HOUSTON (Reuters) - Winter storms and overcapacity in fracking equipment are expected to limit oilfield service companies’ revenue and profit gains in the first quarter, postponing Wall Street expectations for a strong pickup in results to the second half of this year.
Companies that provide services and equipment to the oilfield sector have spent the past year eyeing a comeback, as oil prices recovered to around $67 a barrel from lows around $26 a barrel two years ago.
Some companies expanded fracking capacity in anticipation of stronger demand. While a few were able to swing to a profit last year, many are still struggling to raise prices for their services.
Schlumberger, the world’s largest oilfield service firm, is expected to report on Friday that it earned 37 cents per share, up about 12 cents from a year earlier but off 11 cents from the fourth quarter, according to Thomson Reuters I/B/E/S.
Halliburton, which in February warned that weather-related delays of frack-sand deliveries could cut 10 cents per share from its profit, is anticipated to report earnings of 41 cents per share, up 37 cents from a year ago but down 12 cents from the final quarter of 2017. General Electric’s Baker Hughes is expected to post a profit of six cents per share, down from 15 cents in the fourth quarter.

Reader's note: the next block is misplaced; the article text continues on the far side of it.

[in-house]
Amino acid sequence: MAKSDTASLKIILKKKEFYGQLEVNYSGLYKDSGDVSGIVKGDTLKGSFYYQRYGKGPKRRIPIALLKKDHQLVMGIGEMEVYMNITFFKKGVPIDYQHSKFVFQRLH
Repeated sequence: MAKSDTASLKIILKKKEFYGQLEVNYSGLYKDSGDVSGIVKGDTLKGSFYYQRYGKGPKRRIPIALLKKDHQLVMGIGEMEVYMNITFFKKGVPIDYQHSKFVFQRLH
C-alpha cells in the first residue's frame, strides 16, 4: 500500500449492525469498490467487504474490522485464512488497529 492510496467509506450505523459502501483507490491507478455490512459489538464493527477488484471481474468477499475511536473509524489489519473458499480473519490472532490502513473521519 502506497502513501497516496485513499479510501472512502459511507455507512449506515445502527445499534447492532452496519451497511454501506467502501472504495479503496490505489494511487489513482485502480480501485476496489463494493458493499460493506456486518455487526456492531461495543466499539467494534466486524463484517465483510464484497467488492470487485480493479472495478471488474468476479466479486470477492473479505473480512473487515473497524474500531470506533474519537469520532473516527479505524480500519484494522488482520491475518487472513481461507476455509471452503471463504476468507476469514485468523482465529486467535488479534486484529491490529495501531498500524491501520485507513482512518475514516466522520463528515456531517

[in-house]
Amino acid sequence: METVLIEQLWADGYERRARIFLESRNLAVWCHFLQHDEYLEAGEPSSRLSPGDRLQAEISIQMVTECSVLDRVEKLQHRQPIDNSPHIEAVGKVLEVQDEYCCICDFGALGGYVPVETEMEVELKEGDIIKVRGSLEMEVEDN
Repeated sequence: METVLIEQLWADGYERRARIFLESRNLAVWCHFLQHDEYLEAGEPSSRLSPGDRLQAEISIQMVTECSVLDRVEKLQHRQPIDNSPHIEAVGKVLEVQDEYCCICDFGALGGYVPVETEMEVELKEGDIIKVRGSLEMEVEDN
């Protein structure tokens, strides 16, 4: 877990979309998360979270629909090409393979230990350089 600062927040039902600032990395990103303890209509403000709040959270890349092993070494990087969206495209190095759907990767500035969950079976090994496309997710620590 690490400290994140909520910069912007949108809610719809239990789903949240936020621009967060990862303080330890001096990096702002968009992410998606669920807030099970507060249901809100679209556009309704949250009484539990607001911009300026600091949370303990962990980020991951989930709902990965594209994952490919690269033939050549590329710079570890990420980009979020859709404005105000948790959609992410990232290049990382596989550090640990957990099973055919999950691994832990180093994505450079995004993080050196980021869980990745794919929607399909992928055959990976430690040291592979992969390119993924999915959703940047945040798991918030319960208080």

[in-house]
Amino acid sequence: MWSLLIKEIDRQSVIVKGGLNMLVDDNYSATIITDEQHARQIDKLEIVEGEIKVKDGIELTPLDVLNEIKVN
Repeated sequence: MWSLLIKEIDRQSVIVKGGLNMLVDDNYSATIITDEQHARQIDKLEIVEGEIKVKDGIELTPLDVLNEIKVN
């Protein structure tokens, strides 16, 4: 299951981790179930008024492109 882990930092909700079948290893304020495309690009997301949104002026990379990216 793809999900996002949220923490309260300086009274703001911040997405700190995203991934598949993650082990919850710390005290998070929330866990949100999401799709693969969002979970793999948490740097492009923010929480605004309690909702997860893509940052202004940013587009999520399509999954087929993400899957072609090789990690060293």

“There were substantial improvements in the second half of last year, but we took a surprising pause in the fourth and first quarters due to winter impacts,” said Colin Davies, a senior research analyst at Bernstein.
The headwinds have prompted banks to cut price targets for some oilfield service companies. Last week, JP Morgan lowered its target prices for some of the largest oilfield services firms by $2 per share.
The companies that frack wells will face greater scrutiny this quarter, analysts say, as investors worry about the rapid expansion of U.S. hydraulic-fracturing fleets.
Keane Group, Liberty Oilfield Services and ProPetro have announced plans to expand their fleets. In March, shares of ProPetro fell by almost 13 percent after the company missed a profit estimate and said it would add two fleets to its pressure pumping offerings.
“The pricing tailwind for pressure pumpers feels like it has lost a lot of momentum” said Byron Pope, a managing director at investment bank Tudor Pickering Holt & Co.
Keane is forecast to post a profit of 22 cents per share, down 12 cents from the prior quarter but up from a loss of 34 cents in the same period last year. Sequentially, its revenues are anticipated to be flat at $502.3 million, according to Thomson Reuters I/B/E/S.
Reporting by Liz Hampton; Editing by Gary McWilliams and Paul Simao